Journal of Diabetology

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Mini Review - Journal of Diabetology (2023) Volume 7, Issue 3

A comprehensive guide to oral hypoglycaemic agents: managing diabetes effectively

Benjamin Kingsley Harley*

Department of Pharmacognosy and Herbal Medicine, School of Pharmacy, University of Health and Allied Sciences, Ho, Ghana

Corresponding Author:
Benjamin Kingsley Harley
Department of Pediatrics
University of Oulu and Oulu University Hospital
Oulu, Finland

Received: 18-Apr-2023, Manuscript No. AADY-23-105710; Editor assigned: 20-Apr-2023, PreQC No. AADY-23-105710(PQ); Reviewed: 04-May-2023, QC No. AADY-23-105710; Revised: 08-May-2023, Manuscript No: AADY-23-105710(R); Published: 15-May-2023, DOI:10.35841/aady-7.3.145

Citation: Harley B K. A comprehensive guide to oral hypoglycaemic agents: Managing diabetes effectively. 2023; 7(3):145

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Diabetes mellitus, a chronic metabolic disorder characterized by elevated blood sugar levels, affects millions of people worldwide. Effective management of diabetes is essential in order to prevent complications and maintain a good quality of life. While lifestyle modifications play a crucial role, Oral Hypoglycemic Agents (OHAs) have revolutionized diabetes treatment by providing effective and convenient options for controlling blood glucose levels. In this article, we will explore the different classes of OHAs, their mechanisms of action, and their role in diabetes management [1].

Sulfonylureas (SU)

Sulfonylureas are among the oldest and most commonly prescribed OHAs. They stimulate the release of insulin from pancreatic beta cells, thereby lowering blood sugar levels. Examples include glibenclamide, glimepiride, and gliclazide. Sulfonylureas are effective in lowering fasting blood glucose levels but may cause hypoglycemia and weight gain as side effects [2]. They are usually taken before meals.


Metformin, the most widely used biguanide, works by reducing glucose production in the liver and improving insulin sensitivity in peripheral tissues. It does not increase insulin secretion and thus carries a low risk of hypoglycemia. Metformin may also help with weight loss and is often the first-line treatment for type 2 diabetes. However, it can cause gastrointestinal side effects, such as nausea and diarrhea [3].

Thiazolidinediones (TZDs)

Thiazolidinediones, also known as glitazones, improve insulin sensitivity in muscle and adipose tissues. They activate Peroxisome Proliferator-Activated Receptors (PPARs), leading to enhanced glucose uptake and utilization. Rosiglitazone and pioglitazone are commonly prescribed TZDs. However, TZDs are associated with an increased risk of heart failure and other cardiovascular adverse events. Regular monitoring of liver function and cardiovascular health is necessary when using TZDs.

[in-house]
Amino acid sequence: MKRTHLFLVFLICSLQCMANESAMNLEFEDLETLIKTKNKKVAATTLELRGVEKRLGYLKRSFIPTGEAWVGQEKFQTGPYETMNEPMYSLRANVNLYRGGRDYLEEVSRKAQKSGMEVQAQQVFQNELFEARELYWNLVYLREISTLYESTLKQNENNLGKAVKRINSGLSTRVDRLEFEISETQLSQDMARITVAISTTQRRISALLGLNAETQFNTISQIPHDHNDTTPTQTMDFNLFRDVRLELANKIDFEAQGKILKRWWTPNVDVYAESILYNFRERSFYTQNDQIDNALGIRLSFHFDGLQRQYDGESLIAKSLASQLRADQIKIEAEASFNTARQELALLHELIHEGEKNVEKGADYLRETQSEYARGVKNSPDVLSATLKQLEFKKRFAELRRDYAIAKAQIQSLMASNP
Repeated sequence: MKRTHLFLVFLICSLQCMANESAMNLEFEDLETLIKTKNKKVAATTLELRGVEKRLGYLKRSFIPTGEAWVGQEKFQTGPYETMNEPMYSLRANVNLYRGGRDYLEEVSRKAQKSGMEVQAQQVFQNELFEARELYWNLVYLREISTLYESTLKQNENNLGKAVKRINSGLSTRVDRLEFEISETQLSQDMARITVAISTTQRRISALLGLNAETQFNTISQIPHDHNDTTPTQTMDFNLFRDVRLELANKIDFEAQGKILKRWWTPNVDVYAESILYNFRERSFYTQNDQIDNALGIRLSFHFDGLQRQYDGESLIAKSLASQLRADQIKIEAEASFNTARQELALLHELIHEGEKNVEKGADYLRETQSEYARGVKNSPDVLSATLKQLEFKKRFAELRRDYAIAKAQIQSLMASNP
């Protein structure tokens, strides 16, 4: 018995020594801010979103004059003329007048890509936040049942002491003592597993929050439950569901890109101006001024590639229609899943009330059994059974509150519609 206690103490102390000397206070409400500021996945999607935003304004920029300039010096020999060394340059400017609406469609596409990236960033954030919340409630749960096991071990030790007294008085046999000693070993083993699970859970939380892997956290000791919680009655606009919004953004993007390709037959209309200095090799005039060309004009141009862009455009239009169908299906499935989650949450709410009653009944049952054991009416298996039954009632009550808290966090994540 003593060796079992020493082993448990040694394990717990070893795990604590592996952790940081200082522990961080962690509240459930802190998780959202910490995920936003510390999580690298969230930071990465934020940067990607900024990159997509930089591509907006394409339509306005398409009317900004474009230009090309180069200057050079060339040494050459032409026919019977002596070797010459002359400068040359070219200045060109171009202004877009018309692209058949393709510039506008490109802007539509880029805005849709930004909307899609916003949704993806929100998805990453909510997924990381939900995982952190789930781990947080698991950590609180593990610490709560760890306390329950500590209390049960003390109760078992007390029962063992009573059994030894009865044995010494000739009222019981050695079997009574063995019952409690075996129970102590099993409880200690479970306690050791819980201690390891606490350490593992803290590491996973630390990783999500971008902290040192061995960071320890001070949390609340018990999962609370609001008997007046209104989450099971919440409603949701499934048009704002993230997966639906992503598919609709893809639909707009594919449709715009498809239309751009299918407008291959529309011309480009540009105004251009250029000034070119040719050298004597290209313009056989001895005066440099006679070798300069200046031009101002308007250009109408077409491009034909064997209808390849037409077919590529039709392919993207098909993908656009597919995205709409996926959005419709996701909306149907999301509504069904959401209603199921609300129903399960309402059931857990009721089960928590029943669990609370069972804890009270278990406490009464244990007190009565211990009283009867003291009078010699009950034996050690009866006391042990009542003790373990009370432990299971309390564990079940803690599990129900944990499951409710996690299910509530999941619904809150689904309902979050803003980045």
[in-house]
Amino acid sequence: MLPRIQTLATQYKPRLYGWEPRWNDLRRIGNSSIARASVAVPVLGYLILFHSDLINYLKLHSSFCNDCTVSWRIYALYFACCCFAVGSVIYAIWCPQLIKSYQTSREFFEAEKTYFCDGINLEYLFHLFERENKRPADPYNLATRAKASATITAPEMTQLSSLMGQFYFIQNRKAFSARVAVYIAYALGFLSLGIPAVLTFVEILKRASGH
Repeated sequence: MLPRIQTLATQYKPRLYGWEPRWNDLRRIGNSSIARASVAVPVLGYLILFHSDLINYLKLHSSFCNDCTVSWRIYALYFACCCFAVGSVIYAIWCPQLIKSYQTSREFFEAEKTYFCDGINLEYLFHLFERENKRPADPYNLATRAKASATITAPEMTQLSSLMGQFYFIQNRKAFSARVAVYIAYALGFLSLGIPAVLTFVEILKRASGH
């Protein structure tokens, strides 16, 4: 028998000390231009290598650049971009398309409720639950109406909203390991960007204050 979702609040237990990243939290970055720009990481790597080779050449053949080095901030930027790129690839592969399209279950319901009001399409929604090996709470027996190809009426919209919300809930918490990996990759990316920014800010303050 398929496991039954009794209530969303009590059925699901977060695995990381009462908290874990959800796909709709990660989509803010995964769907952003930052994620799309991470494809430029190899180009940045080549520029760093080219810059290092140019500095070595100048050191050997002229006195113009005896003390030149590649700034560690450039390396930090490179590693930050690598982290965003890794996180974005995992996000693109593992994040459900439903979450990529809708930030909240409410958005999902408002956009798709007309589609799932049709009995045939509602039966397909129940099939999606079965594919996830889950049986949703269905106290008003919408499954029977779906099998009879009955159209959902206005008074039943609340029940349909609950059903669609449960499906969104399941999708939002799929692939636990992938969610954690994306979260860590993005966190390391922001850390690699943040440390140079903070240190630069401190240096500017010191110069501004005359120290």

Alpha-glucosidase inhibitors

Alpha-glucosidase inhibitors, such as acarbose and miglitol, slow down the digestion and absorption of carbohydrates in the small intestine. By inhibiting the enzyme alpha-glucosidase, they delay the breakdown of complex carbohydrates into glucose. These medications are particularly effective in controlling postprandial glucose levels. Flatulence and diarrhea are common side effects, which can be managed with gradual dose titration [4].

Dipeptidyl peptidase-4 (DPP-4) inhibitors

DPP-4 inhibitors, also known as gliptins, enhance the activity of incretin hormones, such as Glucagon-Like Peptide-1 (GLP- 1). They increase insulin secretion, reduce glucagon release, and slow gastric emptying, leading to improved glycemic control. Sitagliptin, saxagliptin, and linagliptin are examples of DPP-4 inhibitors. These drugs are generally well-tolerated and carry a low risk of hypoglycemia. They are often used as add-on therapy to other OHAs.

Sodium-glucose cotransporter-2 (SGLT2) inhibitors

SGLT2 inhibitors, including empagliflozin, dapagliflozin, and canagliflozin, act by inhibiting glucose reabsorption in the kidneys, resulting in increased urinary glucose excretion. They also promote weight loss and reduce blood pressure. However, SGLT2 inhibitors are associated with an increased risk of genital mycotic infections and urinary tract infections. Dehydration and ketoacidosis are rare but serious side effects [5].


Managing diabetes effectively requires a comprehensive approach that includes lifestyle modifications and appropriate medication. Oral Hypoglycaemic Agents (OHAs) have become integral to diabetes management, offering a range of options for controlling blood glucose levels. Understanding the different classes of OHAs and their mechanisms of action is crucial for healthcare professionals and individuals with diabetes. Sulfonylureas stimulate insulin release, while biguanides reduce glucose production and improve insulin sensitivity. Thiazolidinedione enhance insulin sensitivity in peripheral tissues, and alpha-glucosidase inhibitors slow carbohydrate digestion. DPP-4 inhibitors enhance incretin hormone activity, and SGLT2 inhibitors inhibit renal glucose reabsorption.


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